Family Banned From Flight Home From America Because Of Son's Nut Allergy

09/01/2015 12:05 | Updated 20 May 2015

Family banned from flight home from America because of son's nut allergy

A family were banned from boarding a flight home from America - because their 11-year-old son is allergic to nuts.

Schoolboy Daniel Levitan and his family warned American Airlines about his potentially fatal condition before it flew them to Florida on Boxing Day.

But they were barred from their return flight 10 days later by boarding staff at Fort Myers.

Daniel's mum Judith, 41, St Albans, Hertfordshire, told her local paper: "It was ridiculous. We were told to get a doctor's letter to prove Daniel wouldn't die on the flight."

Daniel, his mum, dad Howard, 46, and brother Joel, 14, were at the gate at Florida's Fort Myers airport on Sunday when they asked for a tannoy announcement advising fellow fliers not to eat nuts - but an American Airlines staff member refused.

Daniel's parents explained his throat could have closed in a 'worst case scenario', which led to them being barred altogether.

The AA staff member then demanded to see a 'fit to fly' certificate before sending the family away and cancelling their tickets.

The row meant the family had to stay another two nights in Florida and spend £200 on phone calls rearranging flights for two days later.

Judith said: "Daniel was left mortified and embarrassed from being made a spectacle of and he thought he'd ruined the holiday."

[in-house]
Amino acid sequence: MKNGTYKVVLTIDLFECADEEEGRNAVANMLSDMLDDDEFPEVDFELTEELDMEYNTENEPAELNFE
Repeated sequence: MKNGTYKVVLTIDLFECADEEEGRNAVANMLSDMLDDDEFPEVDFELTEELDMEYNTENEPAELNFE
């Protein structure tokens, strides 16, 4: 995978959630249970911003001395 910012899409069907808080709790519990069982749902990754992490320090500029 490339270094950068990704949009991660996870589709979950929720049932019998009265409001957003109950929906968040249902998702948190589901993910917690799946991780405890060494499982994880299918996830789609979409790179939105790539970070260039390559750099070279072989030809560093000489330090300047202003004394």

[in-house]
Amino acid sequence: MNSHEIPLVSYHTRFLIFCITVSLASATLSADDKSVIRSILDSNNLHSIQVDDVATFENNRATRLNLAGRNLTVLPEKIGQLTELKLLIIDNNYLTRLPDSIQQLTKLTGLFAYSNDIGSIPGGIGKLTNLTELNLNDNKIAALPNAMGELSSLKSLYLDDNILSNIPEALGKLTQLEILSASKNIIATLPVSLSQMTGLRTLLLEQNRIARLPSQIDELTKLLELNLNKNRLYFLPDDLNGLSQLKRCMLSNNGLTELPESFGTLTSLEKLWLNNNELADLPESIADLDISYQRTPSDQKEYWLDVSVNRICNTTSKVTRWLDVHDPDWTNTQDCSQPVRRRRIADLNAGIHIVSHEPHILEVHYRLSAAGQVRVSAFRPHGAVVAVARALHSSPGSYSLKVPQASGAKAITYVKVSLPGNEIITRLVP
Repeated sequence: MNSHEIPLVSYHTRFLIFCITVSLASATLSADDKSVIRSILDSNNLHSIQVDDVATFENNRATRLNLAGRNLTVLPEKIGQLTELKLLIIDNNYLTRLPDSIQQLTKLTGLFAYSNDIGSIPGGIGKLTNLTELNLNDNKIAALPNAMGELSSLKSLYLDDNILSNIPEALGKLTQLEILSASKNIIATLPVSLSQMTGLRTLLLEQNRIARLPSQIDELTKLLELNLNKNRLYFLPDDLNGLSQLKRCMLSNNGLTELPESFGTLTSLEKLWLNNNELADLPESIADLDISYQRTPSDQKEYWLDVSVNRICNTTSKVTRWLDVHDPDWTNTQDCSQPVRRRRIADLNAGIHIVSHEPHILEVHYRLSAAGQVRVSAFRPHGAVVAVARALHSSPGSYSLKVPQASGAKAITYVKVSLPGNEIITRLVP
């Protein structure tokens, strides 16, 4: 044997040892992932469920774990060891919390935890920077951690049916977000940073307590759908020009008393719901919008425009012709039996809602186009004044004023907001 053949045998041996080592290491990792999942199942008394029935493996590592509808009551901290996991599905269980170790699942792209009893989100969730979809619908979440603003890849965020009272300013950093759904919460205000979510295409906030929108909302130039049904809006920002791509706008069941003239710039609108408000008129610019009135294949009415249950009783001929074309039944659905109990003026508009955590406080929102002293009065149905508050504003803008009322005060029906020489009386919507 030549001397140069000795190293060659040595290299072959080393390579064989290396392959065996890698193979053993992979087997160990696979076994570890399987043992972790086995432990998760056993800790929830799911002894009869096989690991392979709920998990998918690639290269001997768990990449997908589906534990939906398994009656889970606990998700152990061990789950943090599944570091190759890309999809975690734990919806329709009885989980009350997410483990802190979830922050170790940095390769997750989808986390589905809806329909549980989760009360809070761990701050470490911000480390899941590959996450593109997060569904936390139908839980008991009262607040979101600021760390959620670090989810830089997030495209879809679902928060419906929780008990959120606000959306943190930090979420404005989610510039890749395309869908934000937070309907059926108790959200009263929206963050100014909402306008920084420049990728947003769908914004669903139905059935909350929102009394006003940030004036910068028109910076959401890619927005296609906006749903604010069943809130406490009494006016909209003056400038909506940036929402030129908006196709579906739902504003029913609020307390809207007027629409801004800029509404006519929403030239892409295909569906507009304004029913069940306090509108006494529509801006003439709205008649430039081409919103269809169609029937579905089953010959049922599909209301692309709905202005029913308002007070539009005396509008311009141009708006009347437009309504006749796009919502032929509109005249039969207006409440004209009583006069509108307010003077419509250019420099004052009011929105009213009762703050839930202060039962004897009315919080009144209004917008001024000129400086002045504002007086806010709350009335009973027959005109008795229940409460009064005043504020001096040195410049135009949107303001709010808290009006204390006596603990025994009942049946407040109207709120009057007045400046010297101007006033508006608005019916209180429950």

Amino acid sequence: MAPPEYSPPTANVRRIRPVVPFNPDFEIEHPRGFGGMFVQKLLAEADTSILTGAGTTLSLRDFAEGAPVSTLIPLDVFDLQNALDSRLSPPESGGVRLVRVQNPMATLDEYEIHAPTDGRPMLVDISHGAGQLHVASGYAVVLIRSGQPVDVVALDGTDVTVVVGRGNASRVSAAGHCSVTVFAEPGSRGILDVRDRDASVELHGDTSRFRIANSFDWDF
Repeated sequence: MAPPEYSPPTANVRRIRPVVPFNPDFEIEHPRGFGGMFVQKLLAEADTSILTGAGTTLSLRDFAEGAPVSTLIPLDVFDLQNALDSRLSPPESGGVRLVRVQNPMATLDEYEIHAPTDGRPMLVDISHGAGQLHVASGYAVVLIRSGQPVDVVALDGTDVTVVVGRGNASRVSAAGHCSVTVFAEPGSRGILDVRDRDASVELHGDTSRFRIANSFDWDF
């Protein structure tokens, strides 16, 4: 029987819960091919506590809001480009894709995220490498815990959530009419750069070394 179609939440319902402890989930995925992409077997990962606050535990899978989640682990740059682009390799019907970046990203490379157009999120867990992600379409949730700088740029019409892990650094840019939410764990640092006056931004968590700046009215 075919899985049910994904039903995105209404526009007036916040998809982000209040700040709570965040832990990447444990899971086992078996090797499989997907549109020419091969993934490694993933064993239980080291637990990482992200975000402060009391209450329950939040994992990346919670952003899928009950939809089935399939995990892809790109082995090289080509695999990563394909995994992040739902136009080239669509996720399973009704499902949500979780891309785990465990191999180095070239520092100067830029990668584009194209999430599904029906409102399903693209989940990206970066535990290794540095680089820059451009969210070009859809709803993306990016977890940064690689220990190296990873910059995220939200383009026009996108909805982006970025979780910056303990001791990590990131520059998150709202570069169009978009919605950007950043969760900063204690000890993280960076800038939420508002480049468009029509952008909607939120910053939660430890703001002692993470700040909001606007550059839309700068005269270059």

Daniel suffered a severe allergic reaction to peanuts at the age of one, when his throat closed up and he had to be taken to hospital.

A doctor advised Judith and husband Howard to keep him clear of all nuts in future. Since then he has kept an epipen by his side and suffered only minor wheezing and skin rashes.

His parents said they warned British Airways, which arranged the American Airlines flights, about Daniel's allergy three weeks before setting off on the winter break.

They were told the airline would happily 'make accommodations' for the family as long as they told staff as they boarded the plane.

Although AA does not serve bags of peanuts on its planes, it does serve 'warmed nuts' and passengers are allowed to eat their own food.

The family were eventually let on a flight two days later, but claim AA staff still refused to make an announcement about Daniel's condition.

A passenger then opened a packet of nuts in the seat behind the family - prompting a nervous Daniel to have a panic attack and start hyperventilating into a paper bag.

Judith said: "We had to ask other passengers not to eat nuts ourselves and they couldn't believe it when they said American Airlines wouldn't make an announcement."

The family have now made formal complaints against both airlines.

An American Airlines spokesman said: "We are sorry that the Levitan family experienced disruptions to their travel plans.

"The safety of our passengers is always our primary concern. In line with the US Department of Transport (DOT 14 CFR Part 382.23), in cases where there is reasonable doubt that an individual can complete a flight safely, without requiring extraordinary medical assistance during the flight, we may request a medical certificate.

"This can apply to an allergy that is considered extremely severe.

"For the Levitan family, we were able to provide a hotel voucher for the 4 Jan and they were rebooked – at no extra cost – on a flight home at the earliest possible occasion."

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